Today in class we were looking at some consequences of the rapid urbanization taking place in such developing countries as India, Nigeria, Mexico, Brazil... Specifically, we were looking at two slums in Lagos, Nigeria. After our discussion about living conditions there, I wanted the students to think about how we see our relationship to these places - as students, as Americans, as human beings. I asked them to think about if we had an obligation here? And what should it be? I should we respond? I let them discuss this in small groups before asking them to share with the larger class. The first student raised his hand and said, "We all pretty much agree that we have no obligation at all." Wow. I needed to explore this. "As individuals? As a country?" I asked. "Well," he responded, "pretty much we can't do anything that would actually help and after all they are a developing country, so we pretty much need to let them develop." Ok. Another student chimed in - about how maybe we can't understand what its like unless we go there. But we should at least be educated about it. Ah. A little bit of hope. Another student said, "Well, maybe we can give money to a charity, that is if they aren't corrupt."
I wish we had had more time for this discussion. I kind of threw it in at the end of the class (you know 5 minutes left kinda thing). In all honesty, I wasn't capable of processing these opinions all at once. I didn't know what my response should be - no obligation? Maybe I chose the wrong word, these kids tend to be really literal. Maybe I should have said responsibility. But no, they got what I meant.
I understand that these are valid opinions and should not only be explored but respected. However this was my first reaction:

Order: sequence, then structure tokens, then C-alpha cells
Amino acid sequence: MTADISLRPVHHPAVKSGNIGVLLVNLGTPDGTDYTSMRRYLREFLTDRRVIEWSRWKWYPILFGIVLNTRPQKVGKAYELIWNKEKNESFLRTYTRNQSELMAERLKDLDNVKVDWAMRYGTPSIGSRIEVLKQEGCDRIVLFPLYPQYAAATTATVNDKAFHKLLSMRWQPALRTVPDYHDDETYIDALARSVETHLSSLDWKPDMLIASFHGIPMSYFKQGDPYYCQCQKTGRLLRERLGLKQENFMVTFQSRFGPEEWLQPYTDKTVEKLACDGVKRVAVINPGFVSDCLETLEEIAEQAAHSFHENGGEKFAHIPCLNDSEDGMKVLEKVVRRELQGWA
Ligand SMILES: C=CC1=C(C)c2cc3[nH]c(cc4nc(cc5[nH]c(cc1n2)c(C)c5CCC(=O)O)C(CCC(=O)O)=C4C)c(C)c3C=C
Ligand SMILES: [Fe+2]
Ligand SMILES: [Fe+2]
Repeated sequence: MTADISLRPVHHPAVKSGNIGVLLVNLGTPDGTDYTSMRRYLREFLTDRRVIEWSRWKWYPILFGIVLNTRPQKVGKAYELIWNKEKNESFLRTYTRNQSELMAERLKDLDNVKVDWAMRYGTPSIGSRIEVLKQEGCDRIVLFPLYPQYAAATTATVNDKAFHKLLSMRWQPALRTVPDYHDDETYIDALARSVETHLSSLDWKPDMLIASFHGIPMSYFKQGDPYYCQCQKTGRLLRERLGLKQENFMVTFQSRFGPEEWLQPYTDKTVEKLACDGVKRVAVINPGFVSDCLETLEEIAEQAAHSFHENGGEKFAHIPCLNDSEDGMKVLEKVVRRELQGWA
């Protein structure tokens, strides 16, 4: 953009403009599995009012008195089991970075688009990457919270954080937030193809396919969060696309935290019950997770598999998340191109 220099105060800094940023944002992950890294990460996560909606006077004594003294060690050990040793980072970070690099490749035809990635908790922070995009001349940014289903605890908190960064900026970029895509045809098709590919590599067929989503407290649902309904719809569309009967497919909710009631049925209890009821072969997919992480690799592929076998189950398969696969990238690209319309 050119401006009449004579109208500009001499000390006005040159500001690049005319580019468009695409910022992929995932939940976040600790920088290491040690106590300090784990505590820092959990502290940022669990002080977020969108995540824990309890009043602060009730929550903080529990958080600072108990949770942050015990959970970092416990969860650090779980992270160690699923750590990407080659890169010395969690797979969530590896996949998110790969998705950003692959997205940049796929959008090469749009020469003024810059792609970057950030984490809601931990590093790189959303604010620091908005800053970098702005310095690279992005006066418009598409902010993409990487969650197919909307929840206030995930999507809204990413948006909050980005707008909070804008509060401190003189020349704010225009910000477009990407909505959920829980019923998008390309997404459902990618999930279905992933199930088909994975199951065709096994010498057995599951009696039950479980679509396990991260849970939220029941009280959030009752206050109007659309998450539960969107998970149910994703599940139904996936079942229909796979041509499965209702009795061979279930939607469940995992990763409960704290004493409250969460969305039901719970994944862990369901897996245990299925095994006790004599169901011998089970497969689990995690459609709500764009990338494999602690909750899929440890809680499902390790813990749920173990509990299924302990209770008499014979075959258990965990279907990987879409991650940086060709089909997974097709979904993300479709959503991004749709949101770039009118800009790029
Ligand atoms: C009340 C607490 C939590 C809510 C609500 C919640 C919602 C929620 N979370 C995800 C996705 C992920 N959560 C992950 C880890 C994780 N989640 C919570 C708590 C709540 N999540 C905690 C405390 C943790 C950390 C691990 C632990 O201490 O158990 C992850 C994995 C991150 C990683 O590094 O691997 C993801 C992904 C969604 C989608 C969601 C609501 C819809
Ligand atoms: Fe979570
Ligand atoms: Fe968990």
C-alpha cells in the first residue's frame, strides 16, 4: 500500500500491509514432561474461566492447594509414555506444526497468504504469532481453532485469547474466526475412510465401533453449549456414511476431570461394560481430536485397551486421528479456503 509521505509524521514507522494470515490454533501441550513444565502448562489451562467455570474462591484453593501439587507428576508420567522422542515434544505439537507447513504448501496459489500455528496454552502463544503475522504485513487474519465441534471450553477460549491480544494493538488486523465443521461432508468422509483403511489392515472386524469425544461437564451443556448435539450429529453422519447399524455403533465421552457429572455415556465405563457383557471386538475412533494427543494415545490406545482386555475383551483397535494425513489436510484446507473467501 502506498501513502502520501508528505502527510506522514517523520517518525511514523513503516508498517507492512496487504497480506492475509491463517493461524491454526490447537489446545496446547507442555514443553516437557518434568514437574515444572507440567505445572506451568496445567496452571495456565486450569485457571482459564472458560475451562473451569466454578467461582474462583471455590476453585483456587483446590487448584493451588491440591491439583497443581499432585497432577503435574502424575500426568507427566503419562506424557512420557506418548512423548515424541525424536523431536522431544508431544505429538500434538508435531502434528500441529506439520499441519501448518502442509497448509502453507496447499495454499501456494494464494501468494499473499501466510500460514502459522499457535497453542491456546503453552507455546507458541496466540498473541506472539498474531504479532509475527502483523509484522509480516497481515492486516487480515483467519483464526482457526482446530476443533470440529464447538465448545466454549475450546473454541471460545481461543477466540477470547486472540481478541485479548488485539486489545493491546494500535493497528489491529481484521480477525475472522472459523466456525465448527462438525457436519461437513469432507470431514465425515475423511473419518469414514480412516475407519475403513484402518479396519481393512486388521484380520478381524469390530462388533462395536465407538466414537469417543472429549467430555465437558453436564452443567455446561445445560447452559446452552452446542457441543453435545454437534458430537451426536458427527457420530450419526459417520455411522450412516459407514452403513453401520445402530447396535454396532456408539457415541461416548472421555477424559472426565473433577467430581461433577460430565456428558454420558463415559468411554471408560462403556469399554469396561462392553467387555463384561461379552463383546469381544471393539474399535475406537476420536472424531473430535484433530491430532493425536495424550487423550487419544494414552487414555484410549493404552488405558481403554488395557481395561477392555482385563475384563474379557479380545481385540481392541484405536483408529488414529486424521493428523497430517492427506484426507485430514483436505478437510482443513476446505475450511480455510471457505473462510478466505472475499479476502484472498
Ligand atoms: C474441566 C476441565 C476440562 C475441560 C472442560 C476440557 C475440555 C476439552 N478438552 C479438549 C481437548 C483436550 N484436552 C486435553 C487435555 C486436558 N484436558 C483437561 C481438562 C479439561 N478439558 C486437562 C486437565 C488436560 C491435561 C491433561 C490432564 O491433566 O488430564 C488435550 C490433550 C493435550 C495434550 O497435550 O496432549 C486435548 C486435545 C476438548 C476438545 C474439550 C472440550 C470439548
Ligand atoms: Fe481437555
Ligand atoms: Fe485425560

First of all, how can they not feel some obligation to do something? This is not something that I can relate to. Personally, I live with this obligation as a daily burden. What I mean is that it weighs on my mind. Clearly there are others who wear the burden more directly. especially recently with this and last weeks' materials in addition to viewing the films Children of Men and Blood Diamond, I have these topics on my mind.
What makes us any more deserved? Because we were born rich? Because we were born on the right continent, in the right country, in the right economic class, with the right skin color? In the movie Blood Diamond there is a great line by Leonardo de Caprio's character he say's to an African man, Yemi, who his trying to bribe by saying, "Without me you are just another black man in Africa." And yet, it is Yemi who is good, de Caprio's character who is a greedy opportunist, but the military will move when de Caprio gets on the walkie-talkie. The film brought me to tears. The greed of the nations that have perpetuated the situation of blood diamonds and the pillaging of raw materials, through environmental and human exploitations is utterly despicable.
So in class I did not even have a chance to get take the discussion to question our own society's direct and indirect responsibility for how these people live. It is our greed, our country, our economics, our consumerism that has exasperated these living conditions. We are all connected, and we are all guilty. Not one of us is clean or innocent. If one person on the planet starves, we all starve.
I cannot even express the despair and exasperation that I feel sometimes looking into the faces of these students. I know that it is not my burden alone to change the world - nor is it theirs. But what they don't realize is that they will be the ones to suffer, and surely their children will suffer, that is if they do not own up soon.